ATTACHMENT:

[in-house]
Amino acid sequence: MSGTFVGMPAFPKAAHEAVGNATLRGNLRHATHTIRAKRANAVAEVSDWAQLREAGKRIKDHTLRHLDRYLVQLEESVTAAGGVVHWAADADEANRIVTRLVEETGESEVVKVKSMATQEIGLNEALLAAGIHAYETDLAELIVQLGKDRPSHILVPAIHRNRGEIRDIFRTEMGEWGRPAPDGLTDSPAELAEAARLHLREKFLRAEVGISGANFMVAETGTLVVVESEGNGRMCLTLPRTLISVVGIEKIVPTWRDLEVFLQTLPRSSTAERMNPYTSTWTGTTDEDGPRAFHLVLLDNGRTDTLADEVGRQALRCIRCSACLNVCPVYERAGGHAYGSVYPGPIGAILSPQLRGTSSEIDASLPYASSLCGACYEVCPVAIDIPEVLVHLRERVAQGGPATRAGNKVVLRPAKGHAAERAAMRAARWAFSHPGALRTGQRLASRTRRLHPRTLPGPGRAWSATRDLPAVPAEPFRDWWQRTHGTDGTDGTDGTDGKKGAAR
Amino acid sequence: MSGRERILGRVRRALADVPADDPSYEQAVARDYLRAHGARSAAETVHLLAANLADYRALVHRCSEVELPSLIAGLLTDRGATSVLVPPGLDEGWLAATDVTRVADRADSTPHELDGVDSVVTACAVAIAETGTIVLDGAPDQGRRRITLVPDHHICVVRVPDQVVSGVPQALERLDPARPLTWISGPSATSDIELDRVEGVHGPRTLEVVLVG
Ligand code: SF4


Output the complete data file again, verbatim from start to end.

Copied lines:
[in-house]
Amino acid sequence: MSGTFVGMPAFPKAAHEAVGNATLRGNLRHATHTIRAKRANAVAEVSDWAQLREAGKRIKDHTLRHLDRYLVQLEESVTAAGGVVHWAADADEANRIVTRLVEETGESEVVKVKSMATQEIGLNEALLAAGIHAYETDLAELIVQLGKDRPSHILVPAIHRNRGEIRDIFRTEMGEWGRPAPDGLTDSPAELAEAARLHLREKFLRAEVGISGANFMVAETGTLVVVESEGNGRMCLTLPRTLISVVGIEKIVPTWRDLEVFLQTLPRSSTAERMNPYTSTWTGTTDEDGPRAFHLVLLDNGRTDTLADEVGRQALRCIRCSACLNVCPVYERAGGHAYGSVYPGPIGAILSPQLRGTSSEIDASLPYASSLCGACYEVCPVAIDIPEVLVHLRERVAQGGPATRAGNKVVLRPAKGHAAERAAMRAARWAFSHPGALRTGQRLASRTRRLHPRTLPGPGRAWSATRDLPAVPAEPFRDWWQRTHGTDGTDGTDGTDGKKGAAR
Amino acid sequence: MSGRERILGRVRRALADVPADDPSYEQAVARDYLRAHGARSAAETVHLLAANLADYRALVHRCSEVELPSLIAGLLTDRGATSVLVPPGLDEGWLAATDVTRVADRADSTPHELDGVDSVVTACAVAIAETGTIVLDGAPDQGRRRITLVPDHHICVVRVPDQVVSGVPQALERLDPARPLTWISGPSATSDIELDRVEGVHGPRTLEVVLVG
Ligand code: SF4